Hey There Everyone!
If you've followed me for a while, you will know that one of my passions is genealogy - that is, researching my family tree and where I come from. The earliest I've been able to go back is 1689 on one of my branches, with other branches going back to the mid-1700s. I've been able to find and learn about some amazing people in my ancestry, and there's been a number of intriguing stories unearthed. So that's what I want to share with you today - stories and people that make up the branches of my family tree.
Now, I started off this post with the intention of telling you a multitude of stories from all branches of my tree. But as I got writing, I knew it would be way too long to tell you all the stories, so we are just starting with one branch. One that just happens to have two major cases for murder and manslaughter. Grim, I know, but it's extremely fascinating.
a terrible case of fratricide...
My 4th Great Grandfather, William Hogan, came out from Ireland with his wife, Ellen in November 1857, settling in Benalla, Victoria. William's two brothers, Thomas and James, joined him at some point during the 60s. Before we get to the fratricide, William had some unfortunate luck while in Benalla. The first comes in January 1837 when a stack of wheat caught alight and was completely consumed, decimating that season's fortunes. Then in May, William's world was turned upside down when his wife Ellen went to town with the dray and horse to do shopping. With six children at home, the youngest of which was still breastfed, William grew worried when she failed to return home. He went up to the gate to find the horse feeding, having come home with Ellen deceased on the floor of the cart. This was the final straw for William, so he packed up his young family, the oldest being only eleven, and headed north to Bundalong, with his brothers. While life in Bundalong improved for William, he was about experience another terrible year.
William and his brothers erected many buildings on the 205 acre property, with Thomas eventually taking up a selection nearby and having James work for him. However, Thomas' fortunes were poor - he was not only broke and couldn't pay his brother, he'd also incurred a number of other debts. To help the situation, he signed a bill of sale for his land over to James, regretting the decision afterwards. This regret and alcohol was all it took for things to turn. On Saturday, 15 February 1879, the three brothers were at the local pub, with a lot of alcohol consumed. Thomas was threatening to shoot anyone who made a disparaging remark about Ned Kelly - who at this time was still at large and would be captured the following June. Eventually, the three left and started to make their way back to Thomas' hut. Here, Thomas, who was growing irritable, twice brandished an axe, fueled on by the grog. William, fearing what his brother could do in this state, told James to take his swag and spend the night at his place. However, when James left, Thomas followed, with a gun.
Thomas confronted James and the pair argued. When Thomas aimed his gun at James, the latter asked, 'You're not going to shoot me, Tom?', to which his brother replied, 'I've got you now, you beggar.' Thomas, who was standing quite close to his brother, fired a shot, the bullet lodging in James' left breast. His clothes then caught alight due to the close proximity. William, who had been nearby and heard the exchanged, rushed to try and extinguish the fire that was consuming his youngest brother's body. Eventually, with the help of Hugh Mackinnon and Ah Moy from the pub, they were able to put out the fire, but James' body was considerably burnt and charred. When the police arrived at 9am, they found Thomas, unarmed, kneeling beside the body, lamenting his actions. However, as police approached him, rifles aimed, his mood turned, declaring 'Don't point that at me like that; if I had a gun I'd drop you like a crock.' He was arrested for the wilful murder of his brother, to be put on trial in the Beechworth Assize.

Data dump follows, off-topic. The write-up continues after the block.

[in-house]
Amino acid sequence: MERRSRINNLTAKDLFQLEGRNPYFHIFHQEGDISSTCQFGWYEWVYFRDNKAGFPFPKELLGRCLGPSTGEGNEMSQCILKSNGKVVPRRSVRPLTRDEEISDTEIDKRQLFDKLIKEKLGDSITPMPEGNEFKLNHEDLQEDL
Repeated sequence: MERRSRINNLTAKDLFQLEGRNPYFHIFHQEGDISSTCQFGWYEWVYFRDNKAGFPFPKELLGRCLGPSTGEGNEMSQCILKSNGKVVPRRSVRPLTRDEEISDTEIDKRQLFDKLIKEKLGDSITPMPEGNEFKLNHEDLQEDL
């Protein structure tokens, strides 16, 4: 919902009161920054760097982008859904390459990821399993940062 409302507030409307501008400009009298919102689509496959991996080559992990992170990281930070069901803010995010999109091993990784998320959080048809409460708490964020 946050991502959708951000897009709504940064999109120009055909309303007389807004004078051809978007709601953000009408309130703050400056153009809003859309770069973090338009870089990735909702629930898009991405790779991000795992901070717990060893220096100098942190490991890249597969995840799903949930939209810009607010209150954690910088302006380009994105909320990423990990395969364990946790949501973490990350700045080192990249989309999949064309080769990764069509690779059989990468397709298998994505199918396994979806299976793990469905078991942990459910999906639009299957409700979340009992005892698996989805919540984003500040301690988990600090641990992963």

The defence was calling it 'delirium tremens' - severe alcohol withdrawal with symptoms such as shaking, confusion and hallucinations - with the argument being that such an attack, when it comes on suddenly, could cause a person to rise up with an axe. Therefore, they argued, that this meant his charge should be manslaughter, not murder. The prosecutor for the Crown didn't see it as such, stating that Thomas had already stated his intentions of shooting anyone who threatened or approached him, so it was most definitely murder. The jury returned a guilty verdict and Thomas was sentenced to death by hanging at the Beechwoth Gaol.
On 9 June 1879, a large crowd waited outside the gates of the Gaol, eager to get a good spot near the gallows when they were allowed in. Reports say that Thomas appeared calm and jovial, even making a joke that it would take a long time to pick your way out of the manacles as the blacksmith removed the rivets. Before 9am, he was stood on the gallows and was administered the last sacrament. Then the executor, Mr Gately, who was himself serving a sentence in the Melbourne Gaol, affixed the rope around his next and drew the cap over his face. Thomas' body was left to hang for an hour before a post-mortem was carried out. His body was placed in a coffin full of quicklime and buried in a grave already containing two previously convicted men. He was the seventh of eight men to be executed at Beechworth.
James was buried at Burramine, later to be joined by his niece and brother after the turn of the century. And interestingly, I visited the Beechworth Courthouse and Old Beechworth Gaol not long before learning about this story, walking into the condemned mans cell and standing above and below the gallows where Thomas took his final breath. And I didn't even know it.